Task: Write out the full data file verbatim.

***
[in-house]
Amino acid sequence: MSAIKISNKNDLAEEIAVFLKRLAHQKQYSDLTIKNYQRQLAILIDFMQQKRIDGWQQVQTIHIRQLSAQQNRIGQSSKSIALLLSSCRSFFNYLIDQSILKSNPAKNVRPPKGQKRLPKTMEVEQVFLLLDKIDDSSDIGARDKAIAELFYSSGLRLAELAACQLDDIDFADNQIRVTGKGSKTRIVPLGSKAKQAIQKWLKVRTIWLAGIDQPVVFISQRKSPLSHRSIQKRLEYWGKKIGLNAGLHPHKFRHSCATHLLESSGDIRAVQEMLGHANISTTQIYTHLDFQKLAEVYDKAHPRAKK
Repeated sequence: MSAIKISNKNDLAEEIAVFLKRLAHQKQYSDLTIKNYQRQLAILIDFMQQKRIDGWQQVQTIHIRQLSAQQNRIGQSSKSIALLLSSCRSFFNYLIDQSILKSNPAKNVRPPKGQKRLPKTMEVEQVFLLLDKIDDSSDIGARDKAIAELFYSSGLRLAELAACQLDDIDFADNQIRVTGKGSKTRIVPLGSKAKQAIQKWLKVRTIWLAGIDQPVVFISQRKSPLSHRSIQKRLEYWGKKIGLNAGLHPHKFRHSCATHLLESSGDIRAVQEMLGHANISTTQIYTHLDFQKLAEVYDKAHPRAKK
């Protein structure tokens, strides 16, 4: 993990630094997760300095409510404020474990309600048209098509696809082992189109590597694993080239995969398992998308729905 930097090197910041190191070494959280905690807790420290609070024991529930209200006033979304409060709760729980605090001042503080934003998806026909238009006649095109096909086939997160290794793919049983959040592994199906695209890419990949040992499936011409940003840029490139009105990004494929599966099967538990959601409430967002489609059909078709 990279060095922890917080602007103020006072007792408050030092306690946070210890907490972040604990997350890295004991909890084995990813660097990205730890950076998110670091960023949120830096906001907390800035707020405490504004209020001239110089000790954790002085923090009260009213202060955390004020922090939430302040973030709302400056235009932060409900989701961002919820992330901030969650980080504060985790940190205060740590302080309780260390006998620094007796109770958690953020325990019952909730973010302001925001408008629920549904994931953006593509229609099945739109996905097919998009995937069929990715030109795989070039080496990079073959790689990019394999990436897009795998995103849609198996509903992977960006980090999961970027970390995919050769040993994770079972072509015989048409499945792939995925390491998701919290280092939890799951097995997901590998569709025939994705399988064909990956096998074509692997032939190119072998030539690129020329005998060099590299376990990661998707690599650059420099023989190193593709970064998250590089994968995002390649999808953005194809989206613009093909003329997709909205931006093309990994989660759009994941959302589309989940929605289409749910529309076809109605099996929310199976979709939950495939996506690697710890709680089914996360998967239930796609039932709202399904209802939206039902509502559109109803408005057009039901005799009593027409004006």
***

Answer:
[in-house]
Amino acid sequence: MSAIKISNKNDLAEEIAVFLKRLAHQKQYSDLTIKNYQRQLAILIDFMQQKRIDGWQQVQTIHIRQLSAQQNRIGQSSKSIALLLSSCRSFFNYLIDQSILKSNPAKNVRPPKGQKRLPKTMEVEQVFLLLDKIDDSSDIGARDKAIAELFYSSGLRLAELAACQLDDIDFADNQIRVTGKGSKTRIVPLGSKAKQAIQKWLKVRTIWLAGIDQPVVFISQRKSPLSHRSIQKRLEYWGKKIGLNAGLHPHKFRHSCATHLLESSGDIRAVQEMLGHANISTTQIYTHLDFQKLAEVYDKAHPRAKK
Repeated sequence: MSAIKISNKNDLAEEIAVFLKRLAHQKQYSDLTIKNYQRQLAILIDFMQQKRIDGWQQVQTIHIRQLSAQQNRIGQSSKSIALLLSSCRSFFNYLIDQSILKSNPAKNVRPPKGQKRLPKTMEVEQVFLLLDKIDDSSDIGARDKAIAELFYSSGLRLAELAACQLDDIDFADNQIRVTGKGSKTRIVPLGSKAKQAIQKWLKVRTIWLAGIDQPVVFISQRKSPLSHRSIQKRLEYWGKKIGLNAGLHPHKFRHSCATHLLESSGDIRAVQEMLGHANISTTQIYTHLDFQKLAEVYDKAHPRAKK
């Protein structure tokens, strides 16, 4: 993990630094997760300095409510404020474990309600048209098509696809082992189109590597694993080239995969398992998308729905 930097090197910041190191070494959280905690807790420290609070024991529930209200006033979304409060709760729980605090001042503080934003998806026909238009006649095109096909086939997160290794793919049983959040592994199906695209890419990949040992499936011409940003840029490139009105990004494929599966099967538990959601409430967002489609059909078709 990279060095922890917080602007103020006072007792408050030092306690946070210890907490972040604990997350890295004991909890084995990813660097990205730890950076998110670091960023949120830096906001907390800035707020405490504004209020001239110089000790954790002085923090009260009213202060955390004020922090939430302040973030709302400056235009932060409900989701961002919820992330901030969650980080504060985790940190205060740590302080309780260390006998620094007796109770958690953020325990019952909730973010302001925001408008629920549904994931953006593509229609099945739109996905097919998009995937069929990715030109795989070039080496990079073959790689990019394999990436897009795998995103849609198996509903992977960006980090999961970027970390995919050769040993994770079972072509015989048409499945792939995925390491998701919290280092939890799951097995997901590998569709025939994705399988064909990956096998074509692997032939190119072998030539690129020329005998060099590299376990990661998707690599650059420099023989190193593709970064998250590089994968995002390649999808953005194809989206613009093909003329997709909205931006093309990994989660759009994941959302589309989940929605289409749910529309076809109605099996929310199976979709939950495939996506690697710890709680089914996360998967239930796609039932709202399904209802939206039902509502559109109803408005057009039901005799009593027409004006």